This past year, for example, 2013, there were some 5,400 hours donated by volunteers. If you consider the average working year is 2,080 hours, that’s about two-and-two-thirds employees. The library budget can’t afford two-and-two-thirds employees. Would the work get done? Maybe. Certainly the library would not be nearly as efficient, if I can call it that word, without volunteers. They make quite the difference.

The variety of work done by the volunteers, I’m not sure that anybody paid ... is actually involved in checking the books in. And when you consider there are some 700,000 items circulated from here each year, that’s an awful lot of reading the barcodes and putting ... (them) in on the proper cart and putting it in shelf order. That’s a lot of work that gets done by volunteers.

What is your role at the library?

When I first started, I worked circulation desk, checking books in and out. But when they moved in to the new library here, the director decided they didn’t want volunteers on the desk. For a few weeks, I guess, I sat in that little 12-by-12 room where the books come in. And I discovered that taking it from the cart … didn’t do my shoulder any good and I said I can’t work anymore. Well, by that time I’d been volunteering for more than 20 years and they didn’t really want to see me leave, so they asked if I would be interested in working in the technical services area, which is fine with me. So right now my principal task is to delete the records of those books which have been pulled off the shelves.

There are a number of reasons for pulling a book off the shelf. If you look around, some of them are pretty badly worn. A damaged book obviously you don’t want to circulate. The books aren’t always treated as nicely as you might want to do your own. They get wet, they get rained on, coffee gets spilled on them.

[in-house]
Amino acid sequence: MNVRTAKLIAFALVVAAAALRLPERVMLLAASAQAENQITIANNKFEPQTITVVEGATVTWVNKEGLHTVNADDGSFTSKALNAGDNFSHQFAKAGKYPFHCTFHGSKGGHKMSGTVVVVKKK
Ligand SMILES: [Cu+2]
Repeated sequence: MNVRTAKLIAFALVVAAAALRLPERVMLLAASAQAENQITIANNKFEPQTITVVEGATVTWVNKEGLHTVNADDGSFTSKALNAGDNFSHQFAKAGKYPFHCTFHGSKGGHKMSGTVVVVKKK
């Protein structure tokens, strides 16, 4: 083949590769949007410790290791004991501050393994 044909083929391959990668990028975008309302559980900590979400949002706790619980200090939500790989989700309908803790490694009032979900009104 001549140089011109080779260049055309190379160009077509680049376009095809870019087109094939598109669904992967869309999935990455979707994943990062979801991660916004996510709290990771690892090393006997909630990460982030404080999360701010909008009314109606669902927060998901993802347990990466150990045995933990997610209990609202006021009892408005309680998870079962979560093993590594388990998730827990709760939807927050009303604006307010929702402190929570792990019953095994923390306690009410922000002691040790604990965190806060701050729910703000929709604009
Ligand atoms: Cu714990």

... There are other things to be done, but most of the time I just sit at a computer and delete records.

Do you see others in the community with the desire to volunteer?

I met a fellow this morning who was a professional librarian before he retired. He had worked in a public library, but then for 25 years, he was a librarian at the DuPont company. They moved three years ago back to State College. It’s amazing how many people retire back to State College. I didn’t; I never left it. This fellow I met this morning, he couldn’t stay away from it. He volunteers. There are always things to do.

How important is it to support our libraries?

One of the e-Books I checked out not too long ago was titled “This Book is Overdue,” about librarians and what their role is in the community. And more and more they are becoming the source of information. Not just books, but information. There are so many things digitally they can supply. ... What you can do with computers is just amazing and presents a real opportunity for libraries to be a service for the community.

e-Books or print?

Having a digital book is handy, but there is something about having a book. You can go through 30 pages like that. But 30 pages in an e-Book means you have to sit there and (taps the table). ... One thing that I find, for older eyes, for example, if I have a large-print book I can read in about half the time as a standard print. One advantage of the e-Book is I can take that little cursor, move it up and have a large print book. It’s very handy.